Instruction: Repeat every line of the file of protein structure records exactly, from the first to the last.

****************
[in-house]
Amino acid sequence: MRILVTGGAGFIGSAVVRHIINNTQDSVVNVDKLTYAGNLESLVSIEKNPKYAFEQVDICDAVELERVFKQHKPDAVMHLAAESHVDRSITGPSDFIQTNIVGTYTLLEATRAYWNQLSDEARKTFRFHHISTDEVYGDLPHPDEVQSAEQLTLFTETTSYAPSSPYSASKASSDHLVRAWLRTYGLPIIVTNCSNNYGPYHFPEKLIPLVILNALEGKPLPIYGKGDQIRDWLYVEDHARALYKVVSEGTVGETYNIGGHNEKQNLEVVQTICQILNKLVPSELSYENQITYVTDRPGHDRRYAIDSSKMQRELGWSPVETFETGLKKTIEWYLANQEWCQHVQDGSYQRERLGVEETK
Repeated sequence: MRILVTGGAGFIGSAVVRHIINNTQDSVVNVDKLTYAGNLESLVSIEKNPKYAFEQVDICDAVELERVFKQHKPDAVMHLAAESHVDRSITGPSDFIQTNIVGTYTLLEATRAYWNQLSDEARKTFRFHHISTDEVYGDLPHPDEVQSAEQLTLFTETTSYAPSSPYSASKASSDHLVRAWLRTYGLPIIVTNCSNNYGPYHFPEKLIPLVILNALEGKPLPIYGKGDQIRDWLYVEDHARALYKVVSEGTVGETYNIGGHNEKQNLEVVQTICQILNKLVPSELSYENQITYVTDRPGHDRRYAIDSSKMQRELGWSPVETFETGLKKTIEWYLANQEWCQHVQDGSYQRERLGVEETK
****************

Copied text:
[in-house]
Amino acid sequence: MRILVTGGAGFIGSAVVRHIINNTQDSVVNVDKLTYAGNLESLVSIEKNPKYAFEQVDICDAVELERVFKQHKPDAVMHLAAESHVDRSITGPSDFIQTNIVGTYTLLEATRAYWNQLSDEARKTFRFHHISTDEVYGDLPHPDEVQSAEQLTLFTETTSYAPSSPYSASKASSDHLVRAWLRTYGLPIIVTNCSNNYGPYHFPEKLIPLVILNALEGKPLPIYGKGDQIRDWLYVEDHARALYKVVSEGTVGETYNIGGHNEKQNLEVVQTICQILNKLVPSELSYENQITYVTDRPGHDRRYAIDSSKMQRELGWSPVETFETGLKKTIEWYLANQEWCQHVQDGSYQRERLGVEETK
Repeated sequence: MRILVTGGAGFIGSAVVRHIINNTQDSVVNVDKLTYAGNLESLVSIEKNPKYAFEQVDICDAVELERVFKQHKPDAVMHLAAESHVDRSITGPSDFIQTNIVGTYTLLEATRAYWNQLSDEARKTFRFHHISTDEVYGDLPHPDEVQSAEQLTLFTETTSYAPSSPYSASKASSDHLVRAWLRTYGLPIIVTNCSNNYGPYHFPEKLIPLVILNALEGKPLPIYGKGDQIRDWLYVEDHARALYKVVSEGTVGETYNIGGHNEKQNLEVVQTICQILNKLVPSELSYENQITYVTDRPGHDRRYAIDSSKMQRELGWSPVETFETGLKKTIEWYLANQEWCQHVQDGSYQRERLGVEETK